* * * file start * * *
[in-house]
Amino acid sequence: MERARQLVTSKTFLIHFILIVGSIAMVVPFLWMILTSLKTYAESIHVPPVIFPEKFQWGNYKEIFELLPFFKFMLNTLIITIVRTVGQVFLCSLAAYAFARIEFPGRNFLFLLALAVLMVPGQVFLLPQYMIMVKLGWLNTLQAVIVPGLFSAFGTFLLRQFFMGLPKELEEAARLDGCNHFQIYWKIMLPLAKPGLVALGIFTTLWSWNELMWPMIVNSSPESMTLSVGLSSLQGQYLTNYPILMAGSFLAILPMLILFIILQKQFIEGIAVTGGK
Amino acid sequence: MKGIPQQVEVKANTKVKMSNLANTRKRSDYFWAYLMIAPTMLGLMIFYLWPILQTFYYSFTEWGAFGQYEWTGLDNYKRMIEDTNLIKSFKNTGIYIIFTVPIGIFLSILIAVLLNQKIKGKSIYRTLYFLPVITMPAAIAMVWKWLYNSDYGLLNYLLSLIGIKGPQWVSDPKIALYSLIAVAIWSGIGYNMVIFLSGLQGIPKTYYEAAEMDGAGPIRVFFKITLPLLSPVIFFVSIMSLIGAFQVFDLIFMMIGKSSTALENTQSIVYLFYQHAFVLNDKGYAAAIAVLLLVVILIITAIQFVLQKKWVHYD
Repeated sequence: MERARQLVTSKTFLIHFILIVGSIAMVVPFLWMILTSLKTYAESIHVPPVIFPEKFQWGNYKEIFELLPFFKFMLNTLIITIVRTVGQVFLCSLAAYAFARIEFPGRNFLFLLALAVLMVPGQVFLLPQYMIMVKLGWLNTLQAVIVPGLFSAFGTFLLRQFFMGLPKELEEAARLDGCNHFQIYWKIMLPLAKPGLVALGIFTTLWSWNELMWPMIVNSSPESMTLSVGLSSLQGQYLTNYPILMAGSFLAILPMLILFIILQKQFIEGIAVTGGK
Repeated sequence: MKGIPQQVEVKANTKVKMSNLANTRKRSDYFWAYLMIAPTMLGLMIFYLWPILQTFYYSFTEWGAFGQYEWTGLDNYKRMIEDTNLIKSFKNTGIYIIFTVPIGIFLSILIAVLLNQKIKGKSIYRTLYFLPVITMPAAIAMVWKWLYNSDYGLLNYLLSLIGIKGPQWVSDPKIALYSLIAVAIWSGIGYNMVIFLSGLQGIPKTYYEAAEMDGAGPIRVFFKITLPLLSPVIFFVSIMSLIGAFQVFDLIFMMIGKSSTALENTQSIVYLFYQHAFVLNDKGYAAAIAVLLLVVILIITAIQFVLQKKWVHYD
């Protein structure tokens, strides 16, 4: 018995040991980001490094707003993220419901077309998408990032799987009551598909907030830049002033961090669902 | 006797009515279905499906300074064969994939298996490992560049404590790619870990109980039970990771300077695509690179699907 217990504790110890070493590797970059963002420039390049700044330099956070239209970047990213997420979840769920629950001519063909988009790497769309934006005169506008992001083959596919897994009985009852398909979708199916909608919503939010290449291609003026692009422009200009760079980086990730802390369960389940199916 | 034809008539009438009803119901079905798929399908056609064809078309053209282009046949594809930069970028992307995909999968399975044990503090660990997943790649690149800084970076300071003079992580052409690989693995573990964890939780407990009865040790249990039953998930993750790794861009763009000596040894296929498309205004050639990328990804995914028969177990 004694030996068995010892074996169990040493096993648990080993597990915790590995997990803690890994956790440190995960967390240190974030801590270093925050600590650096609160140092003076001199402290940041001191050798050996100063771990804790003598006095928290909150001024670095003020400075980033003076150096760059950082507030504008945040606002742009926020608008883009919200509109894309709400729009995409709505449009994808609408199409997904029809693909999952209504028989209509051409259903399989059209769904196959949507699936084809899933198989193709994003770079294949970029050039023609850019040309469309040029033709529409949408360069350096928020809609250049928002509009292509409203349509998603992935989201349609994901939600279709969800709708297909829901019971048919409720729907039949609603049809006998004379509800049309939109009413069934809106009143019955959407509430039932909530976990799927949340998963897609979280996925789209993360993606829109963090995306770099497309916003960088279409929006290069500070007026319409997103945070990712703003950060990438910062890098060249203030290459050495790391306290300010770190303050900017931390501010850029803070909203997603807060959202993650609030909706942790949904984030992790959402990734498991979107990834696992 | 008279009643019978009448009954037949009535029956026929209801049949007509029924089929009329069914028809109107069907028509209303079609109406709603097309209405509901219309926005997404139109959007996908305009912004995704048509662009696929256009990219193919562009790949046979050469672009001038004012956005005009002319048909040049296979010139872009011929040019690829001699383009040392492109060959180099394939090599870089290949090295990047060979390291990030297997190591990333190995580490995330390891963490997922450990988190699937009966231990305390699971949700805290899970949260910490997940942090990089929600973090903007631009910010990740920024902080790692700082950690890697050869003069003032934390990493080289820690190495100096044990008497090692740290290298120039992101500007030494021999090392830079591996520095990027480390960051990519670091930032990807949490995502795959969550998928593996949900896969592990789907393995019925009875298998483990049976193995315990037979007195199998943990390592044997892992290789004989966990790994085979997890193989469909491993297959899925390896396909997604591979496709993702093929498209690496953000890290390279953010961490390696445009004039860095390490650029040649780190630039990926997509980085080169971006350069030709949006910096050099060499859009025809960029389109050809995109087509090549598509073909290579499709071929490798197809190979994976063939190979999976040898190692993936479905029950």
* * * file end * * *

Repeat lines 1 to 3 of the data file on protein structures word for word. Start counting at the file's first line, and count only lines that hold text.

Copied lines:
[in-house]
Amino acid sequence: MERARQLVTSKTFLIHFILIVGSIAMVVPFLWMILTSLKTYAESIHVPPVIFPEKFQWGNYKEIFELLPFFKFMLNTLIITIVRTVGQVFLCSLAAYAFARIEFPGRNFLFLLALAVLMVPGQVFLLPQYMIMVKLGWLNTLQAVIVPGLFSAFGTFLLRQFFMGLPKELEEAARLDGCNHFQIYWKIMLPLAKPGLVALGIFTTLWSWNELMWPMIVNSSPESMTLSVGLSSLQGQYLTNYPILMAGSFLAILPMLILFIILQKQFIEGIAVTGGK
Amino acid sequence: MKGIPQQVEVKANTKVKMSNLANTRKRSDYFWAYLMIAPTMLGLMIFYLWPILQTFYYSFTEWGAFGQYEWTGLDNYKRMIEDTNLIKSFKNTGIYIIFTVPIGIFLSILIAVLLNQKIKGKSIYRTLYFLPVITMPAAIAMVWKWLYNSDYGLLNYLLSLIGIKGPQWVSDPKIALYSLIAVAIWSGIGYNMVIFLSGLQGIPKTYYEAAEMDGAGPIRVFFKITLPLLSPVIFFVSIMSLIGAFQVFDLIFMMIGKSSTALENTQSIVYLFYQHAFVLNDKGYAAAIAVLLLVVILIITAIQFVLQKKWVHYD